The U.S. economy created just 151,000 jobs in January amid multiple other signs that growth is slowing, though the unemployment rate fell to 4.9 percent.» Read More
The pace of business activity in the U.S. Midwest in June dipped from a seven-month high, though the decline was bigger than expected.
From revenue shortfalls to a pinched pension system, New Jersey can't wait to fix its fiscal problems, says Gov. Chris Christie.
Signed contracts to buy existing homes surged 6.1 percent in May, the biggest monthly gain since April, 2010.
The U.S. can consign its weather-beaten start to history this week with June vehicle sales and jobs data expected to show a strong second quarter.
States are getting companies to move manufacturing back to the USA as labor costs overseas rise. The trend is curbing job losses.
Texas, California and Pennsylvania received the most investment from private equity firms last year, according to a new report.
Consumers are paying more for food at the check-out stand. But prices could go even higher due to the drought hitting the Southwest.
Both food and gas prices are on the rise, and the link between them could cause more consumer headaches this summer.
A reconstitution of the Russell Indexes occurs at the close of Wall Street trading Friday, reflective of the growth vs. value debate.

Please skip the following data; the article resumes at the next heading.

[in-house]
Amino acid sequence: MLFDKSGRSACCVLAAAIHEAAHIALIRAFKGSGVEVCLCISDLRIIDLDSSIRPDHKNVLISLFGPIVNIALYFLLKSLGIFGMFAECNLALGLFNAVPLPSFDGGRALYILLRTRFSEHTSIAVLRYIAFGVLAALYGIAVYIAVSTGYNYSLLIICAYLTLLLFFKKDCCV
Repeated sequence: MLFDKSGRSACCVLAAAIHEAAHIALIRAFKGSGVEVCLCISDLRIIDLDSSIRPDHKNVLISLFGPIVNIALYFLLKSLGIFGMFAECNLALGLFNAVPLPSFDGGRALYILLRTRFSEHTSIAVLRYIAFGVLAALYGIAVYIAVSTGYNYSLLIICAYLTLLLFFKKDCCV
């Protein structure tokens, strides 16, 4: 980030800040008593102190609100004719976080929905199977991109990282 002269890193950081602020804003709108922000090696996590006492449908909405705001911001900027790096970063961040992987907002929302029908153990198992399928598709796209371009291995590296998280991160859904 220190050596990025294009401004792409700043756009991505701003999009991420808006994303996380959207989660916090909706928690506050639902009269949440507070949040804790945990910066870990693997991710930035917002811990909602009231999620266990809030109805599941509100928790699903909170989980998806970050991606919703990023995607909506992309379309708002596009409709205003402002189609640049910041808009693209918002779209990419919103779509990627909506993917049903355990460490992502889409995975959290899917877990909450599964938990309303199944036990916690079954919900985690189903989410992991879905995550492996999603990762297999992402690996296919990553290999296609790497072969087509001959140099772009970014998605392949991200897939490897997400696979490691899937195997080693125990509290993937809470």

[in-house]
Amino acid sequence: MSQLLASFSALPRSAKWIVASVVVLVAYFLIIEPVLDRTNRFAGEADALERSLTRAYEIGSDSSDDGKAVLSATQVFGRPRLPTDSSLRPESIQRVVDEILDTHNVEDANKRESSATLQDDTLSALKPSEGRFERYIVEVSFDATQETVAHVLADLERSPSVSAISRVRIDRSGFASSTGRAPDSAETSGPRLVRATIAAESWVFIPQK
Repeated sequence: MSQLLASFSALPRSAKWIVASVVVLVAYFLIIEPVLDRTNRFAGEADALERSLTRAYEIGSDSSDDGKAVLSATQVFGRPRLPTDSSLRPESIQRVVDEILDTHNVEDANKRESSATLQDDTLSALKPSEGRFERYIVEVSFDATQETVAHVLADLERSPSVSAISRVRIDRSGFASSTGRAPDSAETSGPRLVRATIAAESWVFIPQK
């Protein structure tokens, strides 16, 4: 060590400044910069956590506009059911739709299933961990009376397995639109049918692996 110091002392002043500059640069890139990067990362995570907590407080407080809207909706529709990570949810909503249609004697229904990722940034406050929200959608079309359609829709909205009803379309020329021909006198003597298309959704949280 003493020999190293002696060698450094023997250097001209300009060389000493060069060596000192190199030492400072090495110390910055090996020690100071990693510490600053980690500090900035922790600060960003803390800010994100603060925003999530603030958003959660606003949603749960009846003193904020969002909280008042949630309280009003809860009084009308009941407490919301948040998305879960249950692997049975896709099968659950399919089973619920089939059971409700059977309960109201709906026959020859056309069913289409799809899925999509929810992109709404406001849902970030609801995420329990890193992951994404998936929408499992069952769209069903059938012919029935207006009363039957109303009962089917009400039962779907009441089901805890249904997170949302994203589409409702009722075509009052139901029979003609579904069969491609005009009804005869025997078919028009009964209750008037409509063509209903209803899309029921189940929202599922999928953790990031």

Collins Capital's Dorothy Weaver isn't necessarily worried about the drop in GDP. Instead, she's looking for opportunity.
U.S. consumer sentiment rose in June as consumers remained optimistic the sluggish first quarter was due to difficult winter conditions, a survey released on Friday showed.
Deutsche Bank cut its global growth forecast on Friday and warned a summer tempest could await financial markets.
The economy is getting closer to where the Federal Reserve needs it to be to start tightening, Pimco's chief economist, Paul McCulley, said.
New U.S. claims for unemployment benefits fell marginally last week, as consumer spending rose less than expected.
Economists have slashed growth forecasts for the second quarter on weaker consumer spending.
The Fed's "wildly accommodative" monetary policy risks triggering the next world financial crisis, market veteran Stephen Roach warned.
Joblessness will fall and inflation should rise, putting the U.S. economy closer to normal, a top Fed official said on Thursday.
The word "unexpectedly" for negative economic data has become a much-mocked cliché, but this week's first-quarter GDP number deserves an exception. The Fiscal Times reports.
States are still seeing low levels of job growth despite the recovery. A weak housing and manufacturing sector has stymied employment.
After 1Q GDP was revised to negative 2.9 percent, economists are changing their views on a robust rebound for the second quarter.